In September 2015 the worst thing imaginable happened in my school. One of our students was playing football with his friends when he started to feel short of breath and collapsed.
Two members of staff started CPR until local GPs arrived. Then the first-response paramedic. The air ambulance followed. Luke’s mother arrived and howled, caught between going to her son and staying out of the professionals’ way.
Staff looked on, hopeless. He was taken to hospital and pronounced dead the next morning.
It left a community devastated.
No one mentions this type of crisis when you become a head, but you know it is a reality. You are aware of the crisis management procedures, but you just hope it never happens to you.
For me, the hardest part was the advice on being prepared
This book is a fantastic resource for school leaders, setting out in simple terms how to respond to such an event and, even more importantly, how to prepare. Each chapter has a clear focus, helping readers to reflect on how they would respond to each element of the critical incident.
The human fallout from such an incident should never be underestimated, nor how each individual will cope. Shane Moran develops this throughout his book, starting with “recognising when you get ‘walloped’”. He advises you to look around to understand those who are “frozen” and those who start to show signs of post-traumatic stress disorder (PTSD). As he points out: “regardless of its nature, a critical incident has a strong effect on all those at the centre of it”.
For me, the hardest part was the advice on being prepared. Just reading the book brought the whole incident in my school flooding back. But Moran is right that being prepared for any incident is vital – and is just as important for your senior leadership team as it is for you. He lists job roles, probable levels of leadership to fulfil them and what staff will be responsible for. At the end are a number of useful scenarios for you and your team to work through, even if you would rather think of anything else.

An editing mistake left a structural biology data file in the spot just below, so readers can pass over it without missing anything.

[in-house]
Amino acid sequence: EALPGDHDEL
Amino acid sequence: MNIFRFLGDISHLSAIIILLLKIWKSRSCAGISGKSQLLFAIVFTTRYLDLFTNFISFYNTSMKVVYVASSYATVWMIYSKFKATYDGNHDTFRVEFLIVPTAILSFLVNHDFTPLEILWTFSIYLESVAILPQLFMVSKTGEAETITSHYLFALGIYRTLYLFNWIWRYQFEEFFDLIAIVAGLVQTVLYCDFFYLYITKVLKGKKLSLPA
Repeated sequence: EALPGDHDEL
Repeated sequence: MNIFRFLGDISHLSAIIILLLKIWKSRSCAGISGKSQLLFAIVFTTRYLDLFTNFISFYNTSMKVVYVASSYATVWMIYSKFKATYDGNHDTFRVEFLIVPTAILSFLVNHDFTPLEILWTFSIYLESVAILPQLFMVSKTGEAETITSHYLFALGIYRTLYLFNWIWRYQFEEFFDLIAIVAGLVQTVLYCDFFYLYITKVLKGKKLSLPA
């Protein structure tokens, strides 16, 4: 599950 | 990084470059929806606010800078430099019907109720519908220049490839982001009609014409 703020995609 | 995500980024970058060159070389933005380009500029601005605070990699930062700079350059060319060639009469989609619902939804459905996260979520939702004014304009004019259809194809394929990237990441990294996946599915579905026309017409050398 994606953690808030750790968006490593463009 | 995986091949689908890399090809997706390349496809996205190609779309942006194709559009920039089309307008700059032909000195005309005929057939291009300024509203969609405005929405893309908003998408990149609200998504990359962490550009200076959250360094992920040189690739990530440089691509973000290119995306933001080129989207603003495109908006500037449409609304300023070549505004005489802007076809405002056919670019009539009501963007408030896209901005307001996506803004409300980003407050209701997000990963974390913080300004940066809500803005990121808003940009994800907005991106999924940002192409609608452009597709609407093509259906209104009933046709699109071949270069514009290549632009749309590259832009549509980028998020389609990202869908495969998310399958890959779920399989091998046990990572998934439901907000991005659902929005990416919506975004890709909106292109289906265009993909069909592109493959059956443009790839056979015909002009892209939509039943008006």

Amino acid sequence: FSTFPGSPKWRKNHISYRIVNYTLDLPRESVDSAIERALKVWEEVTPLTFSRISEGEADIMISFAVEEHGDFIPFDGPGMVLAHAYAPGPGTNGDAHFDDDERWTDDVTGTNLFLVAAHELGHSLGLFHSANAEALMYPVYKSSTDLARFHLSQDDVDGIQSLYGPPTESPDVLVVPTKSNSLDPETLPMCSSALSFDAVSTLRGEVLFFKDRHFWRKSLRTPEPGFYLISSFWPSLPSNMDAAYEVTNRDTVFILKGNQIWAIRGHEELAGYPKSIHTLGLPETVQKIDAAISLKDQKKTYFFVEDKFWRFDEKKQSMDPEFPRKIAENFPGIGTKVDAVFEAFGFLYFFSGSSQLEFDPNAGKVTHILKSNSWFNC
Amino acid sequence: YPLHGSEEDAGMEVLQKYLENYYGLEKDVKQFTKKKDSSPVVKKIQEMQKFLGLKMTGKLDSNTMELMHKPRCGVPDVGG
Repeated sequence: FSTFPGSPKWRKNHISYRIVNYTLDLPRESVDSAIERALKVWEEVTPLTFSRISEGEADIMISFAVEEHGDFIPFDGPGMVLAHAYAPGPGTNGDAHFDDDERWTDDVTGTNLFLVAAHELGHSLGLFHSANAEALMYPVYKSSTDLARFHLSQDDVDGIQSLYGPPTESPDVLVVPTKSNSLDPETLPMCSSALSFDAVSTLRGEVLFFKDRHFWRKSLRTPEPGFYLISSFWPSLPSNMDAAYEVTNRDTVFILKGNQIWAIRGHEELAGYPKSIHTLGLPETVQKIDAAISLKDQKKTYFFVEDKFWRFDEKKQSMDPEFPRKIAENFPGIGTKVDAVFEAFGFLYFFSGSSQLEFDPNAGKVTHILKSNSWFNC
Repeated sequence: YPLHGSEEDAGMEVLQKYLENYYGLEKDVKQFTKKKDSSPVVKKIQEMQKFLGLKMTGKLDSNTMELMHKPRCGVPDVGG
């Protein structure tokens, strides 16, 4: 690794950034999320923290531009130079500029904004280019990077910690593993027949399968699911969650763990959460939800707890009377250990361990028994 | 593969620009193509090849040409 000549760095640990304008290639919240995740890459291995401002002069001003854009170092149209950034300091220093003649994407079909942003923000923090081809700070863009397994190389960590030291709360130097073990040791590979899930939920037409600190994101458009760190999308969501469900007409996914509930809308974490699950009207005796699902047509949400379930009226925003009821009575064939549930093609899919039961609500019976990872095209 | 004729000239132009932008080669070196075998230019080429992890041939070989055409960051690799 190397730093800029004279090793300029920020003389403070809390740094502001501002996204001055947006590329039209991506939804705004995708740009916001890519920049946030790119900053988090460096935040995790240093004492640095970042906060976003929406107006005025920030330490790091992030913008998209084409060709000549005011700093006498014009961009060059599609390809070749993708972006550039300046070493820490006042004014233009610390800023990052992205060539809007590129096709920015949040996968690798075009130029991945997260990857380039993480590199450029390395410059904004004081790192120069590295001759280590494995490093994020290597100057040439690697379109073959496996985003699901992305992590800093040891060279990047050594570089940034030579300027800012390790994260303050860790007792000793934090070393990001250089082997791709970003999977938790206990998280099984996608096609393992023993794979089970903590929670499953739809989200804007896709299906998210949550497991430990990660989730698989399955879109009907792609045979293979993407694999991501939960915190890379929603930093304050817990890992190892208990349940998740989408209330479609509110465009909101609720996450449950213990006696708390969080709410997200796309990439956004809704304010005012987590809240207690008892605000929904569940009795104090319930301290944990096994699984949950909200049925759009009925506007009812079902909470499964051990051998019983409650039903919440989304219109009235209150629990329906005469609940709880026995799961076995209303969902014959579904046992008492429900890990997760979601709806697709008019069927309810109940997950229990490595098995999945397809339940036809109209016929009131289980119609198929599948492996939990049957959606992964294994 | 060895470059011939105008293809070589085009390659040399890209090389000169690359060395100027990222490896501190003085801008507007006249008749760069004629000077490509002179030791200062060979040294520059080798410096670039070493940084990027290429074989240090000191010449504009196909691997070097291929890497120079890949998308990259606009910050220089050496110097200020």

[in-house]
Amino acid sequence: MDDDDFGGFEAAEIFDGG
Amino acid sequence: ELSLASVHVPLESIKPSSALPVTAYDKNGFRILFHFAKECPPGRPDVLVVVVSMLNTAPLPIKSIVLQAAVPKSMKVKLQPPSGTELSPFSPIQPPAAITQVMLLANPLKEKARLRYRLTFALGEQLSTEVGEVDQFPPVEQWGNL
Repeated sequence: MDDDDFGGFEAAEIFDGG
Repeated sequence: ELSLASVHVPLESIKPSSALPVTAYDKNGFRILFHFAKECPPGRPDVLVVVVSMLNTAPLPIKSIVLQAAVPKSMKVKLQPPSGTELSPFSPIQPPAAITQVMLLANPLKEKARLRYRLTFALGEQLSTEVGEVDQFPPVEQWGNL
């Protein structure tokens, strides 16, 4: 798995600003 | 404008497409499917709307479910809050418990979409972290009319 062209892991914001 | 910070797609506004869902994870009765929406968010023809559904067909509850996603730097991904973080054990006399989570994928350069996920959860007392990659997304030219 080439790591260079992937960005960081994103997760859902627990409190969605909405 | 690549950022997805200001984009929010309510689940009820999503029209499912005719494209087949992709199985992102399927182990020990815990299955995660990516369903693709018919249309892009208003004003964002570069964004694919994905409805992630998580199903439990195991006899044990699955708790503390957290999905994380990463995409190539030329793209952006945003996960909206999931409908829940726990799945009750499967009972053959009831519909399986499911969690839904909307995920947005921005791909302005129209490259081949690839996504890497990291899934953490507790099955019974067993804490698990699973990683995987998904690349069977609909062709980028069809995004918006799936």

What are the issues? Well with the book absolutely none, but for a head working in a secular school in England, lots – mainly because Moran is writing from the perspective of the Irish education system and a religious school.
I have no doubt of the comfort of prayer and support a school chaplain can offer, but there is no such person in 60 per cent of schools
I have no doubt of the comfort of prayer and the support that a school chaplain can offer, but there is no such person in 60 per cent of schools in England. More worryingly, there are long lists of support structures that just don’t exist here.
The book explains that critical incident management includes: defusing; therapy intervention; debriefing; containment of grief and emotions; time out; briefings from the psychological support team. My county offered none of these. In the end the police and a consultant from the brilliant Evelina Children’s Hospital helped us with debrief groups. The staff could get six counselling sessions as part of their contract, but there was nothing for the students. No advice. No wider support for families or friends. Most disturbing was the lack of support for Luke’s family.
After reading the book I contacted the local Edpsych team to see if there was some support we could access for the staff and students, only to be told it is a bought-in service. . .
In short, this is is a really useful book that gets you thinking in the right ways. But it also exposes the complete lack of support that we as a nation give our teachers and students in times of crisis and for that, it made me weep . . . again.